By James Bates
"Well, thanks for meeting with me. It was good talking to you." The realtor took out a business card and gave it to Charlie Swant who glanced at it, already having forgotten the guy's name.
Then he aggressively extended his hand and Charlie reluctantly shook it, "Well...Okay then," Charlie said, not knowing what else to add. He certainly wasn't going to lie and tell the realtor that, "Yeah, it was good to meet you, too." Or, "We'll talk soon. Thanks for stopping by." Or any other pleasantry that most people would have responded with.
The realtor just looked at Charlie, getting the hint. The old man was nuts anyway. Who wouldn't want to take the one and a half million dollars he'd offered to buy the decrepit gas station the guy owned? Swant's Service. What a stupid name. No one he knew ever took their cars there anyway. Why trust their precious Porsche or BMW to a grease monkey like Charlie Swant when they could just as easily go to one of the luxury car dealerships ten miles down the road? The realtor waved and turned away. "I'll stay in touch," he said over his shoulder while stepping into his Cadillac, "But I'm never bringing my car here, no matter what," he muttered as he drove away.
Charlie watched him speed off, noting the almost inaudible high pitched squeal in the engine that was probably a bearing in the water pump starting going out. Good riddance, he thought to himself, and turned to go back to work. He had an oil change and a tune-up waiting and the day wasn't getting any younger.
Swant's Service was built by his dad Clarence in 1942, the same year Charlie was born. Clarence suffered polio when he was young and was unable to serve in World War II so he decided to do the next best thing, serve his country on the Home Front by doing all he could to keep America's cars and trucks running. "I'll provide my customers with the best service I possibly can," he said when asked about the name of his gas station, "We'll sell more than just gasoline. We'll sell reliability and dependability. Our customers will never be dissatisfied with the service we provide, I can promise you that. In fact, they'll probably tell their friends." Which they did, and Swant's Service was off and running.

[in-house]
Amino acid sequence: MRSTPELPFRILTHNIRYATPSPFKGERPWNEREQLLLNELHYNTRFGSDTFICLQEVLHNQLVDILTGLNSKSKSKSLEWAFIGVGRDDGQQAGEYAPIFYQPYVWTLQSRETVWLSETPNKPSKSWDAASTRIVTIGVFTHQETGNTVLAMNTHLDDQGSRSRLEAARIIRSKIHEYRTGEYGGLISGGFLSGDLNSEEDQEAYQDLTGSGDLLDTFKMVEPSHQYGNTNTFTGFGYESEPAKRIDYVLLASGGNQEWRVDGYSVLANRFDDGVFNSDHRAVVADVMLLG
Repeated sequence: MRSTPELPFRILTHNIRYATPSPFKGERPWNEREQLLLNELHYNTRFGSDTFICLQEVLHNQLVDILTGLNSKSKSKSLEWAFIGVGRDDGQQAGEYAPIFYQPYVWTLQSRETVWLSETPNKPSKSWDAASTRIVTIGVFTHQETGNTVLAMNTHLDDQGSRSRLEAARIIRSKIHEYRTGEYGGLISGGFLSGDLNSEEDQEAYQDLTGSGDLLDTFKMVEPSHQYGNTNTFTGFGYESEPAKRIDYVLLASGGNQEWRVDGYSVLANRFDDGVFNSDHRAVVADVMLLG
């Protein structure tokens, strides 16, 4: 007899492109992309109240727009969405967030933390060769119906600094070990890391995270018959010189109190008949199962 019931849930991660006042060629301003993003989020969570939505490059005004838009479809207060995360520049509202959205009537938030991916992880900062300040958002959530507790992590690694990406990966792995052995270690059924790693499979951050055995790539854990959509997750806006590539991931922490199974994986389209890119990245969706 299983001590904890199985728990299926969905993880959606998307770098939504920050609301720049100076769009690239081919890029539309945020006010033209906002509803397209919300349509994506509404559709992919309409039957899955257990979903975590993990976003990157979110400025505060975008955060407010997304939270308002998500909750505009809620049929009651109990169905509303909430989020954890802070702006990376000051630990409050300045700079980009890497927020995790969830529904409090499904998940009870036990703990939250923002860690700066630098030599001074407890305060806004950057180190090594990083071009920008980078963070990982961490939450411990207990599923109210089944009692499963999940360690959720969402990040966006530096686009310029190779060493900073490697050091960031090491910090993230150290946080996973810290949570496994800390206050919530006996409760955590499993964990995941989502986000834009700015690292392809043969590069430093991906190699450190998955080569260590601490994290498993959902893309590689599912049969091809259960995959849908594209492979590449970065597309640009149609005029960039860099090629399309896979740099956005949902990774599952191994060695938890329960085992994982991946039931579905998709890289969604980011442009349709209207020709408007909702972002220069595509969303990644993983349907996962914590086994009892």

The station stood on a small piece of property on Willow Way, a quiet shady street that was one block off Orchard Boulevard, the main road through the small town of Long Lake. Across the street from the station was the cozy, well maintained home Charlie shared with Martha, his wife of fifty-two years. He had a good life: a home that was paid for, a wife he stilled adored and a business that was all his own. Plus, he was doing work he still enjoyed. Why would he consider changing things right now by selling out to some fly-by-night realtor with a fancy car and too high an opinion of himself?
Well, his daughter Janet could think of a few good reasons, telling her dad he should get rid of the station and use the money to, as she put it, "Retire or travel or something." Charlie Swant couldn't see himself doing anything like that. Not on your life. Not right now, anyway.